About "Mystery Creeks": I love small streams, but some of my favorite little trout streams are too small and too fragile to publicize here. If you recognize one of these, you already understand why I'm keeping it a secret. These are the kinds of places that lose a little bit of their charm if you see someone else's week-old footprint, and I don't want to do that to them.
Closeup insects from Mystery Creek # 199
Male Serratella micheneri (Little Western Dark Hendrickson) Mayfly Nymph
View 9 PicturesThis specimen has tarsal claws (Tarsal claw: The claws at the tip of the tarsus, on an insect's "foot.") with 7 denticles (
Denticle: Small tooth-like projects, often appearing like serrations on the tarsal claws of certain mayfly nymphs.) and tubercles (
The denticles on the tarsal claw of this Ephemerella
nymph are highlighted in red.
Tubercle: Various peculiar little bumps or projections on an insect. Their character is important for the identification of many kinds of insects, such as the nymphs of Ephemerellidae mayflies.) on abdominal segments 4-7 only. It keys to Serratella micheneri, as do some other specimens from the same collection that lacked the dorsal (Dorsal: Top.) stripe.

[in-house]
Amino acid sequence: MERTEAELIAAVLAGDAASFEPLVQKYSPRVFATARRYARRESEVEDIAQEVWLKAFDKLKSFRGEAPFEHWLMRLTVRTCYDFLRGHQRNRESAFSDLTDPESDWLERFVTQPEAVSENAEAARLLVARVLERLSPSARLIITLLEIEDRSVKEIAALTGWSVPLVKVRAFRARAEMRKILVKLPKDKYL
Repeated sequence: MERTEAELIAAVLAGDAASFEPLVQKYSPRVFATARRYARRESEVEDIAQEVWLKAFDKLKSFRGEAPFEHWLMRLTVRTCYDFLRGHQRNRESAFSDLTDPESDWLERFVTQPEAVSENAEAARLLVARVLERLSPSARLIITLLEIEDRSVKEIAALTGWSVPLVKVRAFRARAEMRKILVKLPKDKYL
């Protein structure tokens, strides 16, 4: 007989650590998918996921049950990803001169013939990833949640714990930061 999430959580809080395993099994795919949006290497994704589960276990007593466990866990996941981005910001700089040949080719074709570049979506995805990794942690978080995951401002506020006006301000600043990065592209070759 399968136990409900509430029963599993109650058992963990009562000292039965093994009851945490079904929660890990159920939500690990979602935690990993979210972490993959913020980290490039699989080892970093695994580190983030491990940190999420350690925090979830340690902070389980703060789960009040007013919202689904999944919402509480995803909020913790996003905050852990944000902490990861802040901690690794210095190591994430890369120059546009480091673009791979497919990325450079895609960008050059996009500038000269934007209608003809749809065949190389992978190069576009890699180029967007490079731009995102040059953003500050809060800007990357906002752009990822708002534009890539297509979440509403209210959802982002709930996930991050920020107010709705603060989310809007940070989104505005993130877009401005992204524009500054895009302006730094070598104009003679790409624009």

A few (not all) of the abdominal tubercles on this Ephemerella needhami
nymph are circled. They are especially large in this species.
Ameletus (Brown Duns) Mayfly Nymph
View 2 PicturesThese two exuviae are my sad little consolation prize after collecting a couple of really cool, large, mature mayfly nymphs I didn't recognize from a tiny, probably fishless, spring-fed tributary of a slightly less tiny trout stream. I saw the nymphs in the kicknet samples and carefully transferred each one to my holding cooler before going to collect more samples. When I got home, I carefully went through the whole sample and couldn't find either one of them. Getting worried, I did it again and even more carefully. This time, I found both exuviae. By process of elimination, pretty much the only possibility is that both of them hatched out of my cooler and flew away during the 10 minutes or so that I had the lid off to collect more samples.
I was really excited about them for the whole three-hour drive home and seriously bummed that they disappeared. In the field I thought they might be one of the families of swimmer nymphs I don't have yet, like Ametropodidae, but keying the exuviae takes me to Ameletus, so at least I didn't miss some great rarity. Still, they were much larger and darker than any other Ameletus I've collected and probably a species I don't have yet.
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